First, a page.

Skip to main content

Book Review: On Love, Death and Other Sundry Matters by Sandesh Pathak

‘On Love, Death and Other Sundry Matters…’ by Sandesh Pathak is a powerful yet candid collection of poems. It seems like most of the poems spiraling off poet’s experiences and wisdom, yet depicts a plight of life that celebrates pain and weeps with love with an equal élan. Since the collection has robust stance on love, death and other sundry matters, inevitably an aroma of diversity builds up in the backdrop. Themes such as fear and tranquility in death, love and loss and restlessness are rivetingly concurrent in the book. Other than that there is much more but underneath runs a voice that is hard to decipher.

In the short collection, the poet kept a vigilant eye on balancing the poems theme-wise, for instance Nirvana is quite a terrific poem appealing for peace while caught in the despair of death, and the longest poem is about that ejection seat of a jet fighter, since the poet hails from navy and aviation field that poem is direct from his den. Well, it has a wonderful meaning: ‘Haste Maketh Waste.’

One of the brilliant prose and the treacherous reality of life seems hanging in the Altocumulus – a sort of cloud. For those who observe the sky in isolation may find its value true to their existence. Wait a minute…Sandesh still flies so his acquaintance with cumulus and altocumulus clouds could be a normal affair.

Likewise, even the other poems in the collection are too good to savour and save for some other time. Before concluding the review, one poem needs a special praise – Riddle Me This a long walk across the beach and the sight of a dilapidated pair of shoes. One can leave them, pair them, or break them. That’s mind blowing irony!

At times one needs to re-read the poems to delve deeper into the depths, otherwise it’s an excellent collection to leave you stunned with its exquisite charming influence. If you got a huge poetic side, embrace it; treasure it for your use and dose.


Popular posts from this blog

Book Review: The Blue Umbrella by Ruskin Bond

Among all Ruskin Bond books, The Blue Umbrella has, so far, gathered immense applaud from readers and critics alike.  This is a short novel, but the kind of moral lessons it teaches to us are simply overwhelming. This is a story of Binya, a poor little girl living with her mother and an elder brother, Bijju, in a small hilly village of Garhwal. One day while herding her two cows back home, she stumbles upon some city people enjoying the picnic in the valley. She is enthralled to see them well-groomed and rich. She craves to be one like them and among many other things of their, a blue frilly umbrella catches her attention. She begins craving for it. On the other hand, the city people get attracted by her innocent beauty and the pendant in her neck. The pendant consists of leopard’s claw – which is considered a mascot widely in the hills. Binya trades her pendant off with the blue umbrella. The blue umbrella is so much beautiful that soon it becomes a topic of conversation fo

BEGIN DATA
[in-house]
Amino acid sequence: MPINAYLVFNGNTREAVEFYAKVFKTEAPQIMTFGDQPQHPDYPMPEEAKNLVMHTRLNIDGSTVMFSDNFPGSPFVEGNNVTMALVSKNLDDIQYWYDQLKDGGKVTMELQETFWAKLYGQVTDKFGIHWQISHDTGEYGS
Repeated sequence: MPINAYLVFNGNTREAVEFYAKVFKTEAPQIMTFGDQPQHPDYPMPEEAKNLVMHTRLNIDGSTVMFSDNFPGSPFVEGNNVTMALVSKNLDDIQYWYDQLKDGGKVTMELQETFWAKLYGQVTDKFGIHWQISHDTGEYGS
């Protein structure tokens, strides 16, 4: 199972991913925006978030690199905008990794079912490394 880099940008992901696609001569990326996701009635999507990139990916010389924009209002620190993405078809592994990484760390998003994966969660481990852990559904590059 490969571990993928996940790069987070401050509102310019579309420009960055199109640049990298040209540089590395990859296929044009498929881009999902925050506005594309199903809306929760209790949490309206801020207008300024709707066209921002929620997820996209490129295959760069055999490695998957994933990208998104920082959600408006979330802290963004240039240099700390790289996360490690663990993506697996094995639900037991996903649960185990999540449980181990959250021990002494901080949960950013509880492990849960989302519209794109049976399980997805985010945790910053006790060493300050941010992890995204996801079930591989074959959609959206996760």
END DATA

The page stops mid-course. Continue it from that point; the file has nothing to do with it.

Character Sketch of Binya from ‘The Blue Umbrella’ by Ruskin Bond

The Blue Umbrella by Ruskin Bond is a popular children’s story. It features Binya as the main character, though there are other important characters as well, but the story revolves around Binya and her little beautiful umbrella. The story is widely popular among children, thus it has also been included in the schools’ syllabus all across the country. Since it is often taught in the school, thus the character sketch of Binya is often demanded by students from year to year. Character Sketch of Binya from The Blue Umbrella by Ruskin Bond Binya is the main character of the novel ‘The Blue Umbrella’ by Ruskin Bond. Her full name is Binyadevi. As in the hills or anywhere in India it is a kind of trend to call children with their short nicknames. Binya’s elder brother’s name is Bijju, whereas his real name is Vijay. Binya aged eleven is a hilly girl. She lives with her small family in the hills of Garhwal. Her father died when she was two years of age. For sustenance, the

Poem Summary: Where The Mind Is Without Fear by Rabindranath Tagore

Poem by Rabindranath Tagore: Where the mind is without fear and the head is held high Where knowledge is free Where the world has not been broken up into fragments By narrow domestic walls Where words come out from the depth of truth Where tireless striving stretches its arms towards perfection Where the clear stream of reason has not lost its way Into the dreary desert sand of dead habit Where the mind is led forward by thee Into ever-widening thought and action Into that heaven of freedom, my Father, let my country awake. Short Summary: This poem is written by Rabindranath Tagore during pre-independence days, when India was a colony of the British. The underlying theme of the poem is absolute freedom; the poet wants the citizens of his country to be living in a free state. According to the poem, we see that the poet is expressing his views there should be a country, like where people live without any sort of fear and with pure dignity…they should